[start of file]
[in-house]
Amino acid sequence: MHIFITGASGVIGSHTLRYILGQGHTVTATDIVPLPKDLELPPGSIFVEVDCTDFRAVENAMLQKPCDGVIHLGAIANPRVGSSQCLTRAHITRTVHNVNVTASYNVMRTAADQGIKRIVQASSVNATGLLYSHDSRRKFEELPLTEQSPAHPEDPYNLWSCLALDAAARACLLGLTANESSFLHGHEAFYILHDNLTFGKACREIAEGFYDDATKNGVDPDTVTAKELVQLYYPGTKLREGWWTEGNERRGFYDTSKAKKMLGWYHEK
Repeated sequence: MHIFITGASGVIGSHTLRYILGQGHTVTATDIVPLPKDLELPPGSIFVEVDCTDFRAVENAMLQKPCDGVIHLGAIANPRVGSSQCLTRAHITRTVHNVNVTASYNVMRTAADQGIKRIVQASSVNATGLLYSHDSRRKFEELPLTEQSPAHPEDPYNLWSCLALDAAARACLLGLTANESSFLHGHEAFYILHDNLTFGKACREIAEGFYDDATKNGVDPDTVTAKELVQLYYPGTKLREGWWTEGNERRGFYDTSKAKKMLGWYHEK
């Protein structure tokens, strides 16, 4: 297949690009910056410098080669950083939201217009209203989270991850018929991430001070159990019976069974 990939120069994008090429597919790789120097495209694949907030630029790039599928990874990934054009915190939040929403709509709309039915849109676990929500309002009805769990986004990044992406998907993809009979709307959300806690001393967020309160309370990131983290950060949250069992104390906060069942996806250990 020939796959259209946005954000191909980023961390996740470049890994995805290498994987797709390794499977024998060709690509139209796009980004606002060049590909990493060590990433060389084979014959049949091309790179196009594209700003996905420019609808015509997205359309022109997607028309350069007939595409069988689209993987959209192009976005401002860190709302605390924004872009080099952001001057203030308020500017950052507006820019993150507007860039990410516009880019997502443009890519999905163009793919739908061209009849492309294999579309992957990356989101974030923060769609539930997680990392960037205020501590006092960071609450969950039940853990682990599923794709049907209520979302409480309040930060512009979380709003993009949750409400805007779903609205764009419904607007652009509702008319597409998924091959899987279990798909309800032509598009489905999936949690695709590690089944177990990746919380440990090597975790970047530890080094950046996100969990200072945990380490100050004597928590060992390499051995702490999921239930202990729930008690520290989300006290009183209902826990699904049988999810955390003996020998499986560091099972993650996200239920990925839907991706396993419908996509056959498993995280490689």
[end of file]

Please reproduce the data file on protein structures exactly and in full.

[in-house]
Amino acid sequence: MHIFITGASGVIGSHTLRYILGQGHTVTATDIVPLPKDLELPPGSIFVEVDCTDFRAVENAMLQKPCDGVIHLGAIANPRVGSSQCLTRAHITRTVHNVNVTASYNVMRTAADQGIKRIVQASSVNATGLLYSHDSRRKFEELPLTEQSPAHPEDPYNLWSCLALDAAARACLLGLTANESSFLHGHEAFYILHDNLTFGKACREIAEGFYDDATKNGVDPDTVTAKELVQLYYPGTKLREGWWTEGNERRGFYDTSKAKKMLGWYHEK
Repeated sequence: MHIFITGASGVIGSHTLRYILGQGHTVTATDIVPLPKDLELPPGSIFVEVDCTDFRAVENAMLQKPCDGVIHLGAIANPRVGSSQCLTRAHITRTVHNVNVTASYNVMRTAADQGIKRIVQASSVNATGLLYSHDSRRKFEELPLTEQSPAHPEDPYNLWSCLALDAAARACLLGLTANESSFLHGHEAFYILHDNLTFGKACREIAEGFYDDATKNGVDPDTVTAKELVQLYYPGTKLREGWWTEGNERRGFYDTSKAKKMLGWYHEK
């Protein structure tokens, strides 16, 4: 297949690009910056410098080669950083939201217009209203989270991850018929991430001070159990019976069974 990939120069994008090429597919790789120097495209694949907030630029790039599928990874990934054009915190939040929403709509709309039915849109676990929500309002009805769990986004990044992406998907993809009979709307959300806690001393967020309160309370990131983290950060949250069992104390906060069942996806250990 020939796959259209946005954000191909980023961390996740470049890994995805290498994987797709390794499977024998060709690509139209796009980004606002060049590909990493060590990433060389084979014959049949091309790179196009594209700003996905420019609808015509997205359309022109997607028309350069007939595409069988689209993987959209192009976005401002860190709302605390924004872009080099952001001057203030308020500017950052507006820019993150507007860039990410516009880019997502443009890519999905163009793919739908061209009849492309294999579309992957990356989101974030923060769609539930997680990392960037205020501590006092960071609450969950039940853990682990599923794709049907209520979302409480309040930060512009979380709003993009949750409400805007779903609205764009419904607007652009509702008319597409998924091959899987279990798909309800032509598009489905999936949690695709590690089944177990990746919380440990090597975790970047530890080094950046996100969990200072945990380490100050004597928590060992390499051995702490999921239930202990729930008690520290989300006290009183209902826990699904049988999810955390003996020998499986560091099972993650996200239920990925839907991706396993419908996509056959498993995280490689």